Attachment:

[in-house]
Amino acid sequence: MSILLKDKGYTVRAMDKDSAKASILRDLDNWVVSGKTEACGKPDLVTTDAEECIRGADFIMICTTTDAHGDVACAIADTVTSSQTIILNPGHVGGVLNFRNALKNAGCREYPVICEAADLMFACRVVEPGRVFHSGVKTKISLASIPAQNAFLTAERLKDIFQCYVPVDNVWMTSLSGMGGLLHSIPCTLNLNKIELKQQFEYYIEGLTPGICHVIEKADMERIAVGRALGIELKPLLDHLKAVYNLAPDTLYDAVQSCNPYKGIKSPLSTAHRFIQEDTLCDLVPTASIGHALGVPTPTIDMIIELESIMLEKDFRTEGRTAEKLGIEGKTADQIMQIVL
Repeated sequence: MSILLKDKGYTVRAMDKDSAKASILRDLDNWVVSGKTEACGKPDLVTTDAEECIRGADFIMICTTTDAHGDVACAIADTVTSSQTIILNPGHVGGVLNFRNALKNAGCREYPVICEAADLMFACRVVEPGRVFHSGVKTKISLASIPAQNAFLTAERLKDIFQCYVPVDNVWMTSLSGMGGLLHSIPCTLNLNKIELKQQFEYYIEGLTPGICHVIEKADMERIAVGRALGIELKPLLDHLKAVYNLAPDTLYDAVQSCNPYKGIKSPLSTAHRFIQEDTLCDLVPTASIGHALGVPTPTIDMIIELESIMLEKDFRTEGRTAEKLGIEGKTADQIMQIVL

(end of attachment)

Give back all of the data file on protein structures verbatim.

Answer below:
[in-house]
Amino acid sequence: MSILLKDKGYTVRAMDKDSAKASILRDLDNWVVSGKTEACGKPDLVTTDAEECIRGADFIMICTTTDAHGDVACAIADTVTSSQTIILNPGHVGGVLNFRNALKNAGCREYPVICEAADLMFACRVVEPGRVFHSGVKTKISLASIPAQNAFLTAERLKDIFQCYVPVDNVWMTSLSGMGGLLHSIPCTLNLNKIELKQQFEYYIEGLTPGICHVIEKADMERIAVGRALGIELKPLLDHLKAVYNLAPDTLYDAVQSCNPYKGIKSPLSTAHRFIQEDTLCDLVPTASIGHALGVPTPTIDMIIELESIMLEKDFRTEGRTAEKLGIEGKTADQIMQIVL
Repeated sequence: MSILLKDKGYTVRAMDKDSAKASILRDLDNWVVSGKTEACGKPDLVTTDAEECIRGADFIMICTTTDAHGDVACAIADTVTSSQTIILNPGHVGGVLNFRNALKNAGCREYPVICEAADLMFACRVVEPGRVFHSGVKTKISLASIPAQNAFLTAERLKDIFQCYVPVDNVWMTSLSGMGGLLHSIPCTLNLNKIELKQQFEYYIEGLTPGICHVIEKADMERIAVGRALGIELKPLLDHLKAVYNLAPDTLYDAVQSCNPYKGIKSPLSTAHRFIQEDTLCDLVPTASIGHALGVPTPTIDMIIELESIMLEKDFRTEGRTAEKLGIEGKTADQIMQIVL